Base de dados : MEDLINE
Pesquisa : C23.888.592.612.860 [Categoria DeCS]
Referências encontradas : 3 [refinar]
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[PMID]:29174110
[Au] Autor:Walter-Nicolet E; Chary-Tardy AC; Tourniaire B; le groupe Pédiadol
[Ad] Endereço:Service de néonatologie-maternité, groupe hospitalier Paris Saint-Joseph, 185, rue Raymond-Losserand, 75014 Paris, France. Electronic address: ewalter@hpsj.fr.
[Ti] Título:[Do analgesic sweet solutions in neonates influence glycemia? A literature review].
[Ti] Título:Les solutions sucrées à visée antalgique chez le nouveau-né modifient-elles la glycémie ? Synthèse de la littérature..
[So] Source:Arch Pediatr;24(12):1281-1286, 2017 Dec.
[Is] ISSN:1769-664X
[Cp] País de publicação:France
[La] Idioma:fre
[Ab] Resumo:Sweet solutions are one of the most widely used nonpharmacologic analgesics used for newborns. They alleviate mild to moderate pain induced by painful procedures. They are used daily in neonatal intensive care units before a venepuncture or a heel stick, especially for a blood-sugar measurement. It is agreed that analgesic sweet solutions do not modify glycemia results. This nevertheless remains a recurrent question that the present review attempts to answer.
[Mh] Termos MeSH primário: Analgésicos/administração & dosagem
Glicemia/efeitos dos fármacos
Coleta de Amostras Sanguíneas/efeitos adversos
Dor Processual/prevenção & controle
Edulcorantes/farmacologia
[Mh] Termos MeSH secundário: Seres Humanos
Recém-Nascido
Dor Processual/etiologia
Flebotomia/efeitos adversos
Soluções
[Pt] Tipo de publicação:JOURNAL ARTICLE; REVIEW
[Nm] Nome de substância:
0 (Analgesics); 0 (Blood Glucose); 0 (Solutions); 0 (Sweetening Agents)
[Em] Mês de entrada:1802
[Cu] Atualização por classe:180222
[Lr] Data última revisão:
180222
[Sb] Subgrupo de revista:IM
[Da] Data de entrada para processamento:171128
[St] Status:MEDLINE


  2 / 3 MEDLINE  
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[PMID]:29235761
[Au] Autor:Sydor RI; Khranovska NM; Skachkova OV; Skivka LM
[Ti] Título:The effect of perioperative analgesic drugs omnopon and dexketoprofen on the functional activity of immune cells in murine model of tumor surgery.
[So] Source:Ukr Biochem J;88(4):40-7, 2016 Jul-Aug.
[Is] ISSN:2409-4943
[Cp] País de publicação:Ukraine
[La] Idioma:eng
[Ab] Resumo:We aimed to investigate the effect of perioperative analgesia with nonselective cyclooxygenase-2 inhibitor dexketoprofen and opioid drug omnopon on the functional activity of immune cells in tumor excision murine model. Lewis lung carcinoma cells were transplanted into hind paw of C57/black mice. On the 23th day tumor was removed. Analgesic drugs were injected 30 min before and once a day for 3 days after the surgery. Biological material was obtained a day before, 1 day and 3 days after the tumor removal. IFN-γ, IL-4, IL-10 and TGF-ß mRNA levels in splenic cells were assessed by quantitative real-time RT-PCR. Cytotoxic activity of splenocytes was estimated by flow cytometry. We found that in splenocytes of mice received opioid analgesia IL-10 mRNA level was increased 2.3 times on day one after the surgery compared to preoperative level (P < 0.05), while in dexketoprofen group this parameter did not change. IFN-γ gene expression level on day 3 after tumor removal was 40% higher in splenocytes of dexketoprofen treated mice as compared with omnopon treated animals (P < 0.05). Cytotoxic activity of splenocytes on day 3 postsurgery was (62.2 ± 2.4)% in dexketoprofen against (50.2 ± 3.3)% in omnopon group. In conclusion, perioperative analgesia with cyclooxygenase inhibitor dexketoprofen in contrast to opioid analgesia with omnopon preserves higher functional activity of murine immune cells in the experimental model of tumor surgery.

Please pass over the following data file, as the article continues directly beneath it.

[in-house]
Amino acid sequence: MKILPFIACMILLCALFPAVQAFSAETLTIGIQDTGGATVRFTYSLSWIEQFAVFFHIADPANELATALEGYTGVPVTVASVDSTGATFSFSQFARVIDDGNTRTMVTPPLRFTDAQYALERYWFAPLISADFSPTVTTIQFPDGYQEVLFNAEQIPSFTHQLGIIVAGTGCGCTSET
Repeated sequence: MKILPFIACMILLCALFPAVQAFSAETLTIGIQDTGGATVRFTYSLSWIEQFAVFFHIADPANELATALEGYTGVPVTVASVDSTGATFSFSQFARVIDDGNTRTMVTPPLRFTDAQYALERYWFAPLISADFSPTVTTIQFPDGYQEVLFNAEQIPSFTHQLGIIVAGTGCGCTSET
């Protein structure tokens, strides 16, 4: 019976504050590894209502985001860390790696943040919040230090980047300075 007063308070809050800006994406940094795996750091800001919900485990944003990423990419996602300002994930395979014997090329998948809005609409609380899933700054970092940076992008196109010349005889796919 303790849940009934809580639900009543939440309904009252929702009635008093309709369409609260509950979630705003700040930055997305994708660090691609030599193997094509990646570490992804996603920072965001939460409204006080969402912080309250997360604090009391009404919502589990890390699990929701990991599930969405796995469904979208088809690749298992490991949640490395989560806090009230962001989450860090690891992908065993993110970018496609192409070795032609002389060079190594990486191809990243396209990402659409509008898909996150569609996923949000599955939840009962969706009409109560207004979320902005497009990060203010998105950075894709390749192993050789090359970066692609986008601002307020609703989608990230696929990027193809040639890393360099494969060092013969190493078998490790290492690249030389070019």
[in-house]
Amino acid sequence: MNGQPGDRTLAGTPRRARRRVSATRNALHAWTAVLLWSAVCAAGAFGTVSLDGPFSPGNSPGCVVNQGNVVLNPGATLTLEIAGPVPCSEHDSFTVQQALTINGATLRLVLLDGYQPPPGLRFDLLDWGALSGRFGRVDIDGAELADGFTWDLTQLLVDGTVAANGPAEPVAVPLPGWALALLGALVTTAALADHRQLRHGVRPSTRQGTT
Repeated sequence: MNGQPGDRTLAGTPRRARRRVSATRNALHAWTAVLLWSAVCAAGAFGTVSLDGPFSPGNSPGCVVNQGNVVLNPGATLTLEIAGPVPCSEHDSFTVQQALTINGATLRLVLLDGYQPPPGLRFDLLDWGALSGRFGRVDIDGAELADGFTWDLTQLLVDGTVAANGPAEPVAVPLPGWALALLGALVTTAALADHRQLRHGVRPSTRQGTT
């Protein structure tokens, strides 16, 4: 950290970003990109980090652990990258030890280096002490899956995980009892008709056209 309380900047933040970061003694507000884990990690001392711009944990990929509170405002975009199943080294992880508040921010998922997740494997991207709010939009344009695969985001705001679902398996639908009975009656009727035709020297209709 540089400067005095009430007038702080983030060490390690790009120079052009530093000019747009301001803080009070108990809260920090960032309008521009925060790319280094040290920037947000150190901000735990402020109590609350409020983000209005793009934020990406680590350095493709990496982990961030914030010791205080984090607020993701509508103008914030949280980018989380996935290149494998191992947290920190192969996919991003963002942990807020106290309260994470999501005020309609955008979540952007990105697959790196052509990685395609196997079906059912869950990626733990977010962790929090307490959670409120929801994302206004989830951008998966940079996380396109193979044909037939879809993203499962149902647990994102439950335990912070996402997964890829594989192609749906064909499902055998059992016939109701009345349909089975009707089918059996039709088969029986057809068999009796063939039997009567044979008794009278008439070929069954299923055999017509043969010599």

[Mh] Termos MeSH primário: Analgésicos/farmacologia
Carcinoma Pulmonar de Lewis/imunologia
Citotoxicidade Imunológica/efeitos dos fármacos
Cetoprofeno/farmacologia
Linfócitos/efeitos dos fármacos
Ópio/farmacologia
Dor Processual/prevenção & controle
[Mh] Termos MeSH secundário: Animais
Carcinoma Pulmonar de Lewis/genética
Carcinoma Pulmonar de Lewis/patologia
Carcinoma Pulmonar de Lewis/cirurgia
Expressão Gênica
Membro Posterior
Interferon gama/genética
Interferon gama/imunologia
Interleucina-10/genética
Interleucina-10/imunologia
Interleucina-4/genética
Interleucina-4/imunologia
Cetoprofeno/análogos & derivados
Linfócitos/citologia
Linfócitos/imunologia
Camundongos
Camundongos Endogâmicos C57BL
Transplante de Neoplasias
Dor Processual/imunologia
Dor Processual/fisiopatologia
Período Perioperatório
RNA Mensageiro/genética
RNA Mensageiro/imunologia
Baço/citologia
Baço/efeitos dos fármacos
Baço/imunologia
Fator de Crescimento Transformador beta/genética
Fator de Crescimento Transformador beta/imunologia
[Pt] Tipo de publicação:JOURNAL ARTICLE
[Nm] Nome de substância:
0 (Analgesics); 0 (IL10 protein, mouse); 0 (RNA, Messenger); 0 (Transforming Growth Factor beta); 130068-27-8 (Interleukin-10); 207137-56-2 (Interleukin-4); 8008-60-4 (Opium); 82115-62-6 (Interferon-gamma); 90Y4QC304K (Ketoprofen)
[Em] Mês de entrada:1801
[Cu] Atualização por classe:180116
[Lr] Data última revisão:
180116
[Sb] Subgrupo de revista:IM
[Da] Data de entrada para processamento:171214
[St] Status:MEDLINE
[do] DOI:10.15407/ubj88.04.040


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[PMID]:29182798
[Au] Autor:Monk AB; Harrison JE; Worthington HV; Teague A
[Ad] Endereço:Orthodontic Department, Liverpool University Dental Hospital, Pembroke Place, Liverpool, UK, L3 5PS.
[Ti] Título:Pharmacological interventions for pain relief during orthodontic treatment.
[So] Source:Cochrane Database Syst Rev;11:CD003976, 2017 11 28.
[Is] ISSN:1469-493X
[Cp] País de publicação:England
[La] Idioma:eng